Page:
Recent Advances in the Pharmacotherapy of Premature Ejaculation

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Michael J. Butcher,1 *Ege Can Serefoglu2

The authors have declared no conflicts of interest.

EMJ Urol. ;5[1]:91-97.

Each article is made available under the terms of the Creative Commons Attribution-Non Commercial 4.0 License.


Premature ejaculation (PE) can be a very distressing condition and has been studied for many years. However, there exists confusion about the definition, incidence, and management of this condition. Treatment through pharmacotherapy has been focussed on topical agents along with oral antidepressant medications. The use of sexual psychology can also play a role in treatment of PE, often when added to medical therapies. Other alternative medical treatments have also been used with mixed outcomes. Although there is no perfect treatment for PE that works for every patient every time, there is ongoing research for the optimal therapy for men who complain about this problem. A review of the current understanding and medical management of PE will be set in this paper along with potential future treatments.


Premature ejaculation (PE) was first described by Gross in 18871 and is thought to be one of the most common sexual dysfunctions affecting men today.2 However, the exact definition, epidemiology, pathophysiology, and management of PE have been disparate over time.3 The past several years have seen an increasing amount of research on PE, which has continued to change our perception regarding this condition, along with its management.3,4 Several professional organisations, such as the American Psychiatric Association (APA) and the International Society for Sexual Medicine (ISSM), have updated their definitions of PE to reflect the currently accepted and more evidence-based findings pertaining to PE.5,6 The newer and more concrete definitions allow for a better understanding and study of PE.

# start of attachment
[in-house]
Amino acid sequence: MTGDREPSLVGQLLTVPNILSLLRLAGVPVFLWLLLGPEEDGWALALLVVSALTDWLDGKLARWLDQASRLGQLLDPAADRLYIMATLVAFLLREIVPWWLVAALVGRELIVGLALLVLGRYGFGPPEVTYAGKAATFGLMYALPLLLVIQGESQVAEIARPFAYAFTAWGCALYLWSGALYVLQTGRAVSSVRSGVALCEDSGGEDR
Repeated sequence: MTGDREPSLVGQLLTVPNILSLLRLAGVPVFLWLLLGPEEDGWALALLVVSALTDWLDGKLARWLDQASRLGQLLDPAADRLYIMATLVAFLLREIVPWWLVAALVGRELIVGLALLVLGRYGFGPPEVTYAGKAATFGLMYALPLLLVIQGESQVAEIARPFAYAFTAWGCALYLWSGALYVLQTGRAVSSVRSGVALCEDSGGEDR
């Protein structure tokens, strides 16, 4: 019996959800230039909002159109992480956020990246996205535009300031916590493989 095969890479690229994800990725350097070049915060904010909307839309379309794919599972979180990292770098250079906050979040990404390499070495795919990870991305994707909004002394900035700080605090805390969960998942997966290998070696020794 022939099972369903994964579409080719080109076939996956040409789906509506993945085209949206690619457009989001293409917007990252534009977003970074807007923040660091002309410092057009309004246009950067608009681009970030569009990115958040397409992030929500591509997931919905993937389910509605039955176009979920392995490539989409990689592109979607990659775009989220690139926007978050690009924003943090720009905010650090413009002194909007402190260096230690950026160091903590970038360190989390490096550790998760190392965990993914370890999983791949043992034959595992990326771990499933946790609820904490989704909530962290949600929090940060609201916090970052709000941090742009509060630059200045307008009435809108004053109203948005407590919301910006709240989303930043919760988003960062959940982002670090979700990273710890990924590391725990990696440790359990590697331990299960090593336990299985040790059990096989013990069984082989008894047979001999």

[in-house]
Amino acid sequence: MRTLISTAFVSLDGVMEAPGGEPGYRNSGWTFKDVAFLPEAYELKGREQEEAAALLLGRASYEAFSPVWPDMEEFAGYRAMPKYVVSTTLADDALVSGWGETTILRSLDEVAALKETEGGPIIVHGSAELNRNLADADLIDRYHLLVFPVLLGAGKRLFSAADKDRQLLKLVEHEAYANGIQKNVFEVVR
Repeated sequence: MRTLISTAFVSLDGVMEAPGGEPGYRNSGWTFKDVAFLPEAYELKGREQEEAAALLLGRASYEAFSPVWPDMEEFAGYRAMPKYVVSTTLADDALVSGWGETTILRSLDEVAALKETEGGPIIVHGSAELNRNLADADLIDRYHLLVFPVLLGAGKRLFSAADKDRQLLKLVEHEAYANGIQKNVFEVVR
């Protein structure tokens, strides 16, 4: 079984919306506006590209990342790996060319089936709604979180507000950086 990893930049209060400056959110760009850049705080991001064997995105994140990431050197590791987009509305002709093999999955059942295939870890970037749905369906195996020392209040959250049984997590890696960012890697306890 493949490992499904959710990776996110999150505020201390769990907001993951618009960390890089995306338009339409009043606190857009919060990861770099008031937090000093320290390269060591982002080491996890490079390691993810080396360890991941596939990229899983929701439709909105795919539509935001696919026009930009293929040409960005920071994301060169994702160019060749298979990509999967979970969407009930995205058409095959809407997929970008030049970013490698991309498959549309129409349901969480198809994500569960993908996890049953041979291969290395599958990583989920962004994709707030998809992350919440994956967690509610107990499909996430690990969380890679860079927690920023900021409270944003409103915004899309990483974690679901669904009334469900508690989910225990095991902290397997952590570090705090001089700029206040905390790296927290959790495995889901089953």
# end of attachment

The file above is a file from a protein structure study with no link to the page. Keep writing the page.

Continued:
Today, a basic definition of PE is the following: i) an ejaculation that occurs in <1 minute from vaginal penetration (primary or lifelong PE) or <3 minutes (secondary or acquired PE); ii) ejaculation that cannot be postponed in nearly all attempts at vaginal penetration; and iii) personal distress with negative consequences such as avoidance of sexual relations.6 Despite our improved understanding of what truly constitutes PE, the optimal management of this condition remains a matter of debate. In the last century, the main treatment has consisted of various psychotherapy options.7,8 However, discoveries on the central regulation of ejaculation and the therapeutic role of serotonergic agents in PE revolutionised the treatment of this condition.9 This article aims to summarise the pathophysiology of PE and discuss its current medical treatment alternatives in the light of the most recent publications. We have conducted a search of the PE pharmacotherapy literature using the PubMed and Medline databases in January 2017, limited to original research publishedin English. Reference lists of identified articles were also reviewed for relevant publications.


Ejaculation is thought to be controlled by many different physical pathways. The spinal ejaculatory generator (SEG),10 neuroendocrine issues,9,11 along with comorbid urological conditions12-14 can all affect ejaculation. The SEG works in concert with parasympathetic, sympathetic, and motor output in emission and expulsion phases of ejaculation.10,15 When certain thresholds of stimulation are met on the visceral, proprioceptive, and somatosensory neuronal input to the SEG and supraspinal sites, activation or inhibition of ejaculation occurs.15